Saturday, May 10, 2008

A little bit of Stereoscopic 3D perspective

Toy Story 3D - stereoscopic 3-D
Toy Story 3-D: Something Pixar promised not to do

Toy Story 3-D. Pixar has said in the past that they could not see any reason to release their films in 3-D. When asked personally in 2007, Monsters Inc.'s Peter Docter was clear on the subject by stating: "We have looked at 3-D in the past and have come to the conclusion that there is little to no way in which 3-D can indeed enhance the quality of our storytelling or enhance the character interaction in a meaningful way". And as we all know Pixar is all about stories and character interaction. Lo and behold, Disney purchases Pixar and suddenly the news comes out in 2008: all Pixar movies will, from now on, be released in 3-D. Not only that, but Toy Story 1 and 2 will be re-released in 3-D as well, leading up to the 3-D release of Toy Story 3. So who or what is behind this sudden change of mind? Disney marketing? Why else does the animation studio with the most integrity in the industry change its mind overnight about 3-D, going against their own, strong beliefs about Stereoscopic 3-D film? In PR releases the reason mentioned is digital 3-D projection because, in some people's minds, projection equals story.

U2 3-D in anaglyph 3D
U2 3-D - anaglyph still not representative of the actual Real-D experience.
Don't worry. Fun to see an actual 3-D PR still, though, no?

Jon Shapiro, producer of U23D:
"3-D has been a gimmick in the past that has been used to fend of radio and then television, but now with digital technology we can shoot perfect 3-D to the pixel."

So how does shooting digital not make 3-D a gimmick, exactly? Because now you are shooting out-of-screen effects with digital cameras? What a strange argument... 'Spy Kids', 'Sharkboy & Lavagirl' and 'Ghosts of the Abyss' are, with all due respect, the living proof of why HD filming does not necessarily equal good 3-D. And why would it? HD is a recording format, not an artistic quality assurance. In fact, shooting HD with it's real-time playback ability appears to hurt a good 3-D end result as directors don't need to visualize shots in their head any more, but tinker and tweak on the spot. A shoot on a Monday morning will thus result in different 3-D camera parameters than one done on a Friday afternoon - as the crew will have different visual tolerances on the different days.

James Cameron with a beamsplitter 3D camera rig
James Cameron switches back to a beamsplitter camera setup
after promoting the Fusion 3-D side-by-side camera for years and years

James Cameron:
"Even in its crude form when it (3-D) first debuted in 1951, 3-D cinema demonstrated the power to captivate audiences. However, inadequacies in camera and projector technology resulted in eyestrain and other viewing hardships that quickly killed the medium."

Cameron's 3-D response to those 'inadequate' 3-D movies? Shoot a 3-D film with 1080p cameras, with an interocular of 70mm and converge on subjects 1m away from the camera, while being underwater with deep, deep scenes, with dirt floating at 1mm distance in front of the lens. Then blow this material up to IMAX size and call it the future of 3-D. You mentioned eyestrain and viewing hardship? It's not the recording method that matters, it's using the medium to shoot pleasant 3-D and tell interesting stories. Why is the argument of gripping narrative and cinematic quality confused with projection quality? Because that's one of the very few elements that has changed dramatically over 55 years since Hollywood gave us 'Creature from the Black Lagoon' and 'Radar Men from the Moon' in 3-D.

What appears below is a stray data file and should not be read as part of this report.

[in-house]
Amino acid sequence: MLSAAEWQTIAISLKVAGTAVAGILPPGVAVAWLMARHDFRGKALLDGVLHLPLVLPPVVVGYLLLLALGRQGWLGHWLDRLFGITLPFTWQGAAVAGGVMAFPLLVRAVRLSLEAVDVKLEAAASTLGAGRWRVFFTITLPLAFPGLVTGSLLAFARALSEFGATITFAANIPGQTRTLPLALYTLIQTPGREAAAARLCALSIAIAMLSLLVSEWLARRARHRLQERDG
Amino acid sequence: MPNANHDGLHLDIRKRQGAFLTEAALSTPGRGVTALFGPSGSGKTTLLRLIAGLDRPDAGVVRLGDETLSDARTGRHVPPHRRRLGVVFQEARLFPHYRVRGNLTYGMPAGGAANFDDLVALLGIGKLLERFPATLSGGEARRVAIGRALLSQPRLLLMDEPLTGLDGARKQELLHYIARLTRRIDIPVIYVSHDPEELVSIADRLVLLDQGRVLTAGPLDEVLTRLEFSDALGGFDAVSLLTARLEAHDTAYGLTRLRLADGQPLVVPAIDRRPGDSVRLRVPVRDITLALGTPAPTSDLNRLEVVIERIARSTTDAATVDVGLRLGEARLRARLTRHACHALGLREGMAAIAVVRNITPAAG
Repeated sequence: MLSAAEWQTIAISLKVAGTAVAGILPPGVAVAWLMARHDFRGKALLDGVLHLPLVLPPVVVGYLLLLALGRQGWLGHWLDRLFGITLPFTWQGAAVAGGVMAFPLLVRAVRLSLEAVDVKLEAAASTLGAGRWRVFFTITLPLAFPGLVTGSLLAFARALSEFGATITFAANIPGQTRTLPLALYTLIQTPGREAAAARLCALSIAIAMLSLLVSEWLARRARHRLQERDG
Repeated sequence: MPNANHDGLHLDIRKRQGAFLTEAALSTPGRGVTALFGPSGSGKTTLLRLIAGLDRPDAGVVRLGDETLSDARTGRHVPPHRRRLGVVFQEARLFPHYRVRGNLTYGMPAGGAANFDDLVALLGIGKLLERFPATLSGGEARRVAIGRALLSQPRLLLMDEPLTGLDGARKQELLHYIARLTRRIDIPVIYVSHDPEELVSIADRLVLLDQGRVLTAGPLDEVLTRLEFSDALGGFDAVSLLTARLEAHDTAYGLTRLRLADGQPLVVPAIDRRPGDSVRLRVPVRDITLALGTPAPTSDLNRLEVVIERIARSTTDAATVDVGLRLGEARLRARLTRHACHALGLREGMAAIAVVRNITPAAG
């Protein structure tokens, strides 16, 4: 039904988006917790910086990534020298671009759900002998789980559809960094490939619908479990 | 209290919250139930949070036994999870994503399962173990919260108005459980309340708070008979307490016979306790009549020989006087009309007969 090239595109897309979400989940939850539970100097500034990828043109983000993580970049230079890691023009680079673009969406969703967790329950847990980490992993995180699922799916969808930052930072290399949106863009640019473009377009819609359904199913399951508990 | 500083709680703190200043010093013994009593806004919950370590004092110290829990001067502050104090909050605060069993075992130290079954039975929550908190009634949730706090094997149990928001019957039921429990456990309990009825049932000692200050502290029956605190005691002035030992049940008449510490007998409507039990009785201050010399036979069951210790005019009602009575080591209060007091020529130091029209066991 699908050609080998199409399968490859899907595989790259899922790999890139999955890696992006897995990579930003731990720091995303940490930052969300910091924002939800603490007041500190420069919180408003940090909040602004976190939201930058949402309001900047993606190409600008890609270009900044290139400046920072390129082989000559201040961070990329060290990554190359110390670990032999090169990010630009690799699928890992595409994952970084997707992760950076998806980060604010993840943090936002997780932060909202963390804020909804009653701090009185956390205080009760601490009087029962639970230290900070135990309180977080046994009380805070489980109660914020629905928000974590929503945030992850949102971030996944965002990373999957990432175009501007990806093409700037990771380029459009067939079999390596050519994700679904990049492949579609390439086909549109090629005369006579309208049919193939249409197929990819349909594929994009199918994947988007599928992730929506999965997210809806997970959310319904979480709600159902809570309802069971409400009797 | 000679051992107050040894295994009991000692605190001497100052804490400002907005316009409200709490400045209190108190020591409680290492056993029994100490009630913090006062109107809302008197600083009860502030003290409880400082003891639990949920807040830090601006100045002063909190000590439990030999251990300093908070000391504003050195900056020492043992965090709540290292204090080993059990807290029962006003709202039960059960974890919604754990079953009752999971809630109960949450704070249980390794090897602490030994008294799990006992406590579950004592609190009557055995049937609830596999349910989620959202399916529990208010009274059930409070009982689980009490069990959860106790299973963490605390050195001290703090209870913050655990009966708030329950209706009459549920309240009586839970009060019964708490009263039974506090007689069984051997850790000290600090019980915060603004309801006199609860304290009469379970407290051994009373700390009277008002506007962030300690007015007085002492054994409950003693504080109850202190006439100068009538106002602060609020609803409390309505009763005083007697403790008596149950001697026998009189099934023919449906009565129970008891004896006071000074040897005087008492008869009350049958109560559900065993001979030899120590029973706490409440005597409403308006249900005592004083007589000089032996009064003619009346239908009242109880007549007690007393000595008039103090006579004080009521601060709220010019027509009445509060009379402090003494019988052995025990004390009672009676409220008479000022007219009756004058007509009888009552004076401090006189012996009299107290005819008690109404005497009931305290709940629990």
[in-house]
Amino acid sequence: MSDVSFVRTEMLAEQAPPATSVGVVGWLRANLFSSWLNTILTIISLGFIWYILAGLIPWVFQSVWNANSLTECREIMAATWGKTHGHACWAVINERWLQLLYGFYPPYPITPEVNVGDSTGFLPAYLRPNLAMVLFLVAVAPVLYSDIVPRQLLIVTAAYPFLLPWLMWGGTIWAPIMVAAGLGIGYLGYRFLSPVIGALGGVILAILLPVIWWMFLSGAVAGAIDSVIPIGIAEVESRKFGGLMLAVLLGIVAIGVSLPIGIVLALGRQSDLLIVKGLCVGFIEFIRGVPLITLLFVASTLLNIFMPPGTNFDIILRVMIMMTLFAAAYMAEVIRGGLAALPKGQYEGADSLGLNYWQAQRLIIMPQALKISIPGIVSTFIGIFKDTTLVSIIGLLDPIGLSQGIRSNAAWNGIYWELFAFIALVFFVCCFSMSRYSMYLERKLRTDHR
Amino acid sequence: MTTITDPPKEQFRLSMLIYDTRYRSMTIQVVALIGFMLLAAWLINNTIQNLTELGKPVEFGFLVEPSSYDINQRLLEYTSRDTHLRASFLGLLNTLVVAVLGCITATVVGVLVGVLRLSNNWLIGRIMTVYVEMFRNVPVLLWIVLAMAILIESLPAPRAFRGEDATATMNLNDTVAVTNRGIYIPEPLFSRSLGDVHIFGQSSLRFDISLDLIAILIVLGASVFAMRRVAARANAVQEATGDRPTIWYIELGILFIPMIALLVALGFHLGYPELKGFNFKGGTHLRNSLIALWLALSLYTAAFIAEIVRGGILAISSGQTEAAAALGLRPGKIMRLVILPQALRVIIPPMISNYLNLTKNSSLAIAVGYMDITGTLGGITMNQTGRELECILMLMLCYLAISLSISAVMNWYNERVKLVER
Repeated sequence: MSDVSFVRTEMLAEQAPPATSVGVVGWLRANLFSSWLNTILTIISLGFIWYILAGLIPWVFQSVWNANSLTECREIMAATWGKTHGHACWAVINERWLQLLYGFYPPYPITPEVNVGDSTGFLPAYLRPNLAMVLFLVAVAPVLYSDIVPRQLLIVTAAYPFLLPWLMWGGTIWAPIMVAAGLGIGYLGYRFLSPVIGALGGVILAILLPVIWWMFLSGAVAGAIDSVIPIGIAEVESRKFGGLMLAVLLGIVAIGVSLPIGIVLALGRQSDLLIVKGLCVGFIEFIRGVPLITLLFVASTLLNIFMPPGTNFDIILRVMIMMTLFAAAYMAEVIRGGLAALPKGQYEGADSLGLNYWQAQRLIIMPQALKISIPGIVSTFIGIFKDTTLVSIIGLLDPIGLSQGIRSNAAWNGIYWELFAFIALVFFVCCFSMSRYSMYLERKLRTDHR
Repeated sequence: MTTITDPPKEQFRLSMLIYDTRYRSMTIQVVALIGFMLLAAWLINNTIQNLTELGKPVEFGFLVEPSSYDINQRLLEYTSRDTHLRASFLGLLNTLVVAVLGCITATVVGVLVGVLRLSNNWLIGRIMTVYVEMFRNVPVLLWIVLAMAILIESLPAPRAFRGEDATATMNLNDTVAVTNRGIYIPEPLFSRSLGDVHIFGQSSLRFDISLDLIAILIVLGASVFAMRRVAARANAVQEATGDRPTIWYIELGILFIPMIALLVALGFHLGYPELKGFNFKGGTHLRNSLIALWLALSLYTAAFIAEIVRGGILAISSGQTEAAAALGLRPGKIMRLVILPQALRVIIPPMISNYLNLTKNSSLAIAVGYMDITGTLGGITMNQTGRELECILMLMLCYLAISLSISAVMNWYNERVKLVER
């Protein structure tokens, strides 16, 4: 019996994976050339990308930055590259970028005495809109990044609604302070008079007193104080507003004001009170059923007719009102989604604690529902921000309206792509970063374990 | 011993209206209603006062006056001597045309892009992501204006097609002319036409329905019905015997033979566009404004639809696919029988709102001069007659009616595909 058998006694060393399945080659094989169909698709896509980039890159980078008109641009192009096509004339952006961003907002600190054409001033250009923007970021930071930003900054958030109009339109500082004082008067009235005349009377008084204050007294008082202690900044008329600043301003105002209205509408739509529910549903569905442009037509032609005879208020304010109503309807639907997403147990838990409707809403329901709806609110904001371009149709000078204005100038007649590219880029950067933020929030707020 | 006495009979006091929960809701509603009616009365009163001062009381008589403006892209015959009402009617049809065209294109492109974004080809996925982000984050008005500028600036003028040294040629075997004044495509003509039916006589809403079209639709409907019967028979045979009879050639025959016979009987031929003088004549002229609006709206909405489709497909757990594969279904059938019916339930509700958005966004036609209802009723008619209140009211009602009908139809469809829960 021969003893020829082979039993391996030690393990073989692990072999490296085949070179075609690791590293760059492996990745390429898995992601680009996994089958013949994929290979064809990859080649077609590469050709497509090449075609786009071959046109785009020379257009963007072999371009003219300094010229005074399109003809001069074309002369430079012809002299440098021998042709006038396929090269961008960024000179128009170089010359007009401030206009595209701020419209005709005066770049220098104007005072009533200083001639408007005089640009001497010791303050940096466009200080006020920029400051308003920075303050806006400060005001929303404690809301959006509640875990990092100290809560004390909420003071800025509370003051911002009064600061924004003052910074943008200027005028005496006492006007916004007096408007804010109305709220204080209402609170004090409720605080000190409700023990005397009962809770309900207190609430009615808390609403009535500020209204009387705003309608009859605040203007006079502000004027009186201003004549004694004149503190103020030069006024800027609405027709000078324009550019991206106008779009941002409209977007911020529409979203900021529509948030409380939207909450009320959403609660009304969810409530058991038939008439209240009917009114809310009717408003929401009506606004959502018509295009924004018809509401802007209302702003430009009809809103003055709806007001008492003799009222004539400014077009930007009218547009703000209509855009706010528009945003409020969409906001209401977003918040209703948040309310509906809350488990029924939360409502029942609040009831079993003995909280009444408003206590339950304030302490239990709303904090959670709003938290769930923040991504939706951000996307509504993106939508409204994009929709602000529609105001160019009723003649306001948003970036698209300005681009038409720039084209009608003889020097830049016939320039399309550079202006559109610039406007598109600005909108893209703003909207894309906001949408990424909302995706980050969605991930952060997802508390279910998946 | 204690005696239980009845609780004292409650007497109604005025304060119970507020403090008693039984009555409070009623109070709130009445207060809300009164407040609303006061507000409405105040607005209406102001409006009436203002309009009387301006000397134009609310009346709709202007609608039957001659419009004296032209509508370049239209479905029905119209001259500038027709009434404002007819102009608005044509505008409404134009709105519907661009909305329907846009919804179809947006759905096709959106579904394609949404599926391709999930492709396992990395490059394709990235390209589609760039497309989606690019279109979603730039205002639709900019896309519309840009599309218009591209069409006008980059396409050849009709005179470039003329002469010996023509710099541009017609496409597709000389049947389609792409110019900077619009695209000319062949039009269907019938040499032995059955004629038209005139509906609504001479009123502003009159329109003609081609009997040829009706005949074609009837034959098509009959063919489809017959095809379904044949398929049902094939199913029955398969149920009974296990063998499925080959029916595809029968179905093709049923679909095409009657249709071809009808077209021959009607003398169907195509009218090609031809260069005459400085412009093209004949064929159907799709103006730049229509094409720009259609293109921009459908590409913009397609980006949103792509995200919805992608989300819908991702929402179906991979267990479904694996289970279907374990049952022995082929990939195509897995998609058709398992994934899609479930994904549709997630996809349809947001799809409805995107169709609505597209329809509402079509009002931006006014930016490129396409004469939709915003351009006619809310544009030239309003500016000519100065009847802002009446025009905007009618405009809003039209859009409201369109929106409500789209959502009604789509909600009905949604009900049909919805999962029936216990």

Why convergence in 3D is bad
Convergence, as used in the Fusion 3-D camera rig, is bad for 3-D

So are we seeing a real 3-D revolution? And are there other reasons for the historic failure of 3-D rather than just misaligned projectors? Time for a little reality check:

Graph of 3-D Stereoscopic Film releases over the years from 1920 to 2010
3-D Stereoscopic Film releases over the years from 1920 to 2010

The real 3-D revolution happened in 1953. There are no two ways about it. The camera and projection systems may now be called ‘inadequate’, but Hollywood had switched over to 3-D in a very real way. The amount of 3-D film released in 1953 and ’54 was not only larger in absolute umber by a factor of 10, compared to the amount of ‘regular’ 2-D films released in ‘53 and ’54, the percentage of 3-D films released and to be released in 2008 is also 10x less than the percentage in ’53 – ’54. So what is going on here? Is it a good old American cover-up of historical facts to the benefit of promotion of new technologies and new product? It is impossible to compare 1950’s 3-D movies to stereoscopic films of today because both eras produce(d) very different cinematic end products. 'The Creature from the Black Lagoon' may not make you scream in terror today, but back in 1953 it was pretty darn impressive stuff. So how can you call those 3-D films ‘cheap’, ‘naff’ or ‘inadequate’? As said, it is the cinematographic use of 3-D that should dictate the judgement of the stereoscopic entertainment, and if you do insist on focussing on the storylines and rubber suits, take a very close second look at today’s 3-D releases because what exactly are the stories being told in 3-D today? Exactly: horror, fantasy and spectacle films. It’s still a big House of Wax here!

House of Wax in 3-D
House of Wax - still amazing 3-D

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